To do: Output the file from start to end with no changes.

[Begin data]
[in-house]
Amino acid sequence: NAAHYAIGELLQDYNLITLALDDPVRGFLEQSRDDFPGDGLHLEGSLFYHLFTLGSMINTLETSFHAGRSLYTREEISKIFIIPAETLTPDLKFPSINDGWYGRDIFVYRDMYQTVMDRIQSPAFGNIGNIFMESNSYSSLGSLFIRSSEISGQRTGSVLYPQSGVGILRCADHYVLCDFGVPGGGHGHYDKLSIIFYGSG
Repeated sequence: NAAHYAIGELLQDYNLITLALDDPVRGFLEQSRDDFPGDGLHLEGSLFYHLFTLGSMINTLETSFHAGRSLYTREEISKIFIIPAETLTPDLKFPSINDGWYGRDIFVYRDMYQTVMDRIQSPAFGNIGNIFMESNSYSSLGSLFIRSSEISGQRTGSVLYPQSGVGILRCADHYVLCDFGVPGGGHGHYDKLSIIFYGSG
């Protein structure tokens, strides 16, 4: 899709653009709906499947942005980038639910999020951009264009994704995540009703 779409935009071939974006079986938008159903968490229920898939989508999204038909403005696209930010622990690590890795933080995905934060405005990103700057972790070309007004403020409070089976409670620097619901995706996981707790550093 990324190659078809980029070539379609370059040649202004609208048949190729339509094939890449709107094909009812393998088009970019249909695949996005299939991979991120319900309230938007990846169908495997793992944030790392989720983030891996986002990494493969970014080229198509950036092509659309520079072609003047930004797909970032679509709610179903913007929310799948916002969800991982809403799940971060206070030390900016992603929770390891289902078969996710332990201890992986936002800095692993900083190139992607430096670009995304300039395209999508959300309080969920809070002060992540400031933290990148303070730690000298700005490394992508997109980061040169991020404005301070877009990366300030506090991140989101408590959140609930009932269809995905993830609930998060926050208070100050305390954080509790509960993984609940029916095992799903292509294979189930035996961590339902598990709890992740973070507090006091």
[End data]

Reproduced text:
[in-house]
Amino acid sequence: NAAHYAIGELLQDYNLITLALDDPVRGFLEQSRDDFPGDGLHLEGSLFYHLFTLGSMINTLETSFHAGRSLYTREEISKIFIIPAETLTPDLKFPSINDGWYGRDIFVYRDMYQTVMDRIQSPAFGNIGNIFMESNSYSSLGSLFIRSSEISGQRTGSVLYPQSGVGILRCADHYVLCDFGVPGGGHGHYDKLSIIFYGSG
Repeated sequence: NAAHYAIGELLQDYNLITLALDDPVRGFLEQSRDDFPGDGLHLEGSLFYHLFTLGSMINTLETSFHAGRSLYTREEISKIFIIPAETLTPDLKFPSINDGWYGRDIFVYRDMYQTVMDRIQSPAFGNIGNIFMESNSYSSLGSLFIRSSEISGQRTGSVLYPQSGVGILRCADHYVLCDFGVPGGGHGHYDKLSIIFYGSG
């Protein structure tokens, strides 16, 4: 899709653009709906499947942005980038639910999020951009264009994704995540009703 779409935009071939974006079986938008159903968490229920898939989508999204038909403005696209930010622990690590890795933080995905934060405005990103700057972790070309007004403020409070089976409670620097619901995706996981707790550093 990324190659078809980029070539379609370059040649202004609208048949190729339509094939890449709107094909009812393998088009970019249909695949996005299939991979991120319900309230938007990846169908495997793992944030790392989720983030891996986002990494493969970014080229198509950036092509659309520079072609003047930004797909970032679509709610179903913007929310799948916002969800991982809403799940971060206070030390900016992603929770390891289902078969996710332990201890992986936002800095692993900083190139992607430096670009995304300039395209999508959300309080969920809070002060992540400031933290990148303070730690000298700005490394992508997109980061040169991020404005301070877009990366300030506090991140989101408590959140609930009932269809995905993830609930998060926050208070100050305390954080509790509960993984609940029916095992799903292509294979189930035996961590339902598990709890992740973070507090006091």